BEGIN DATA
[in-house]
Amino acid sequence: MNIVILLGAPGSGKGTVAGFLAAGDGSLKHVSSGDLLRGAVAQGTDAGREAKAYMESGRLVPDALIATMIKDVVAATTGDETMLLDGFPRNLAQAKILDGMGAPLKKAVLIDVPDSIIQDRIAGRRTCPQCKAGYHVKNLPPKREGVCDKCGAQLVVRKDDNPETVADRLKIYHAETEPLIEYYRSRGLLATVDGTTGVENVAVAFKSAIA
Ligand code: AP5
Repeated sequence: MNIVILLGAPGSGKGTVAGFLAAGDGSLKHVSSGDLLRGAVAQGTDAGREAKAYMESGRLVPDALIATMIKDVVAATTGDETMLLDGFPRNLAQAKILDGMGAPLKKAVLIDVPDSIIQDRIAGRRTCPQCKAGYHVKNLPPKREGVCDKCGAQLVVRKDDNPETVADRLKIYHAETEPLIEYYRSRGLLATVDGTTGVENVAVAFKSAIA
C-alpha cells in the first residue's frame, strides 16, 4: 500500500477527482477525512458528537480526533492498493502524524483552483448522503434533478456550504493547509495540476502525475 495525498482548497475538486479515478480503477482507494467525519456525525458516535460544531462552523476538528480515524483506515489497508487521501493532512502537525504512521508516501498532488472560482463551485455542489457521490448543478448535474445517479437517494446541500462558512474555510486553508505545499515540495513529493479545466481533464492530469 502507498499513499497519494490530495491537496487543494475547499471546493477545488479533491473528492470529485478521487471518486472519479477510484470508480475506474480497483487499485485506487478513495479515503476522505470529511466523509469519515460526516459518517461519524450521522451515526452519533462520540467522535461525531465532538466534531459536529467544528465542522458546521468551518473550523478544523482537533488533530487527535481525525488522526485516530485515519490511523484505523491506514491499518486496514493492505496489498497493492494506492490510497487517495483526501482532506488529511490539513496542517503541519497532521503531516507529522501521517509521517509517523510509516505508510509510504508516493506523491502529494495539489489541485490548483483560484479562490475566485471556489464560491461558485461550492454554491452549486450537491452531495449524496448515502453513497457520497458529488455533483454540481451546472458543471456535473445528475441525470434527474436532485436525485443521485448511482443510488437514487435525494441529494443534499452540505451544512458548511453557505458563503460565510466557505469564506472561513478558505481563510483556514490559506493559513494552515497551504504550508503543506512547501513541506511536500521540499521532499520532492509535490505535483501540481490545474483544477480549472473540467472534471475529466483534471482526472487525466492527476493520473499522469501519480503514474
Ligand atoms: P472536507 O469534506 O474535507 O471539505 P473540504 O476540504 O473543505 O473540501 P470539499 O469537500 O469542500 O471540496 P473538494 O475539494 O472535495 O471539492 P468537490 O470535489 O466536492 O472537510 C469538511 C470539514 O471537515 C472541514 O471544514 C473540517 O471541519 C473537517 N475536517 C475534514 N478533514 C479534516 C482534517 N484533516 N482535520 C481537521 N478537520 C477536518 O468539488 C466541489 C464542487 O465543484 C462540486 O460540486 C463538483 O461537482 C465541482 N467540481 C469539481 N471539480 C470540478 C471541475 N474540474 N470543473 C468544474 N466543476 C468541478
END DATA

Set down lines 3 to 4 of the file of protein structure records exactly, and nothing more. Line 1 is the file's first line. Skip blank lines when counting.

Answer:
Ligand code: AP5
Repeated sequence: MNIVILLGAPGSGKGTVAGFLAAGDGSLKHVSSGDLLRGAVAQGTDAGREAKAYMESGRLVPDALIATMIKDVVAATTGDETMLLDGFPRNLAQAKILDGMGAPLKKAVLIDVPDSIIQDRIAGRRTCPQCKAGYHVKNLPPKREGVCDKCGAQLVVRKDDNPETVADRLKIYHAETEPLIEYYRSRGLLATVDGTTGVENVAVAFKSAIA